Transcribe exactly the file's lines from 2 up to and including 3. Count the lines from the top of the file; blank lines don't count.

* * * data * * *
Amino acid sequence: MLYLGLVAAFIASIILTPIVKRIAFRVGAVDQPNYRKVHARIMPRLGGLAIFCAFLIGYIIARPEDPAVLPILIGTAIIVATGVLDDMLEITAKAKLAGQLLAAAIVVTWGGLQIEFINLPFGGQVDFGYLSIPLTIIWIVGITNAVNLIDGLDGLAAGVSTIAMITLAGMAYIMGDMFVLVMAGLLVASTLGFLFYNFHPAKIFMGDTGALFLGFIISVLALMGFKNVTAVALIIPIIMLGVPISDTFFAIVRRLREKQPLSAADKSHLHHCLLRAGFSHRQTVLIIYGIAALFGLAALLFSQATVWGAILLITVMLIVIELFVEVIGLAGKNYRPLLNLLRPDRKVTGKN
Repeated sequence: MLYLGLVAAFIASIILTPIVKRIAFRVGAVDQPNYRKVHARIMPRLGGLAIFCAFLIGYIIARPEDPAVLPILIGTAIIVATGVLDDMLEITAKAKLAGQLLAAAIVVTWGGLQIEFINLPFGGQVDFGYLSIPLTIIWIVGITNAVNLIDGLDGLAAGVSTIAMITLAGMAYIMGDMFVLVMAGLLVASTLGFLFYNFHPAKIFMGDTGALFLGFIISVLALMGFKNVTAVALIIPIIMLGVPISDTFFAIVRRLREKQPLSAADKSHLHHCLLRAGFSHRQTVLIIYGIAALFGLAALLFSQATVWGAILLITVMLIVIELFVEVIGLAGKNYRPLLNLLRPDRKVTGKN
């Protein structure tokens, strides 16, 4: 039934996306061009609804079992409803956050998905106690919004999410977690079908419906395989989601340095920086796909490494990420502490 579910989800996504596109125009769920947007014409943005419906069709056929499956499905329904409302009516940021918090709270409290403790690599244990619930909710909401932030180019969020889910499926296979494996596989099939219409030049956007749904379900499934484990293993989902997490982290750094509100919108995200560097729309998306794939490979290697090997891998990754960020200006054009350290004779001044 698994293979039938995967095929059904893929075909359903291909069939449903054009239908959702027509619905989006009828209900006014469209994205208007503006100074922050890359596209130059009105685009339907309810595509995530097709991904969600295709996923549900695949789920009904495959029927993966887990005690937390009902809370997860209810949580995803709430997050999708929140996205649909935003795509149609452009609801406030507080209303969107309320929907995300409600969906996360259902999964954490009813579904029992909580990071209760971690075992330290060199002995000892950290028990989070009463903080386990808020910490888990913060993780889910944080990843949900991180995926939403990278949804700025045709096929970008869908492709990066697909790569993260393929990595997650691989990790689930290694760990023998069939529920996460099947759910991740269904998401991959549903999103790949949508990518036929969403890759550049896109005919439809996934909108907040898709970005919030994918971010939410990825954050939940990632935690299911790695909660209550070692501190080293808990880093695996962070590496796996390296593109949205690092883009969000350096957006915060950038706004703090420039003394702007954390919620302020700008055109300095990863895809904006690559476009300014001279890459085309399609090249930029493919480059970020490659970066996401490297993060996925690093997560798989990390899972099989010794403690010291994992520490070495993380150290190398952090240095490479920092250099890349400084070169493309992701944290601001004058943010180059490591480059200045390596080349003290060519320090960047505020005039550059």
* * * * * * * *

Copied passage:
Repeated sequence: MLYLGLVAAFIASIILTPIVKRIAFRVGAVDQPNYRKVHARIMPRLGGLAIFCAFLIGYIIARPEDPAVLPILIGTAIIVATGVLDDMLEITAKAKLAGQLLAAAIVVTWGGLQIEFINLPFGGQVDFGYLSIPLTIIWIVGITNAVNLIDGLDGLAAGVSTIAMITLAGMAYIMGDMFVLVMAGLLVASTLGFLFYNFHPAKIFMGDTGALFLGFIISVLALMGFKNVTAVALIIPIIMLGVPISDTFFAIVRRLREKQPLSAADKSHLHHCLLRAGFSHRQTVLIIYGIAALFGLAALLFSQATVWGAILLITVMLIVIELFVEVIGLAGKNYRPLLNLLRPDRKVTGKN
């Protein structure tokens, strides 16, 4: 039934996306061009609804079992409803956050998905106690919004999410977690079908419906395989989601340095920086796909490494990420502490 579910989800996504596109125009769920947007014409943005419906069709056929499956499905329904409302009516940021918090709270409290403790690599244990619930909710909401932030180019969020889910499926296979494996596989099939219409030049956007749904379900499934484990293993989902997490982290750094509100919108995200560097729309998306794939490979290697090997891998990754960020200006054009350290004779001044 698994293979039938995967095929059904893929075909359903291909069939449903054009239908959702027509619905989006009828209900006014469209994205208007503006100074922050890359596209130059009105685009339907309810595509995530097709991904969600295709996923549900695949789920009904495959029927993966887990005690937390009902809370997860209810949580995803709430997050999708929140996205649909935003795509149609452009609801406030507080209303969107309320929907995300409600969906996360259902999964954490009813579904029992909580990071209760971690075992330290060199002995000892950290028990989070009463903080386990808020910490888990913060993780889910944080990843949900991180995926939403990278949804700025045709096929970008869908492709990066697909790569993260393929990595997650691989990790689930290694760990023998069939529920996460099947759910991740269904998401991959549903999103790949949508990518036929969403890759550049896109005919439809996934909108907040898709970005919030994918971010939410990825954050939940990632935690299911790695909660209550070692501190080293808990880093695996962070590496796996390296593109949205690092883009969000350096957006915060950038706004703090420039003394702007954390919620302020700008055109300095990863895809904006690559476009300014001279890459085309399609090249930029493919480059970020490659970066996401490297993060996925690093997560798989990390899972099989010794403690010291994992520490070495993380150290190398952090240095490479920092250099890349400084070169493309992701944290601001004058943010180059490591480059200045390596080349003290060519320090960047505020005039550059």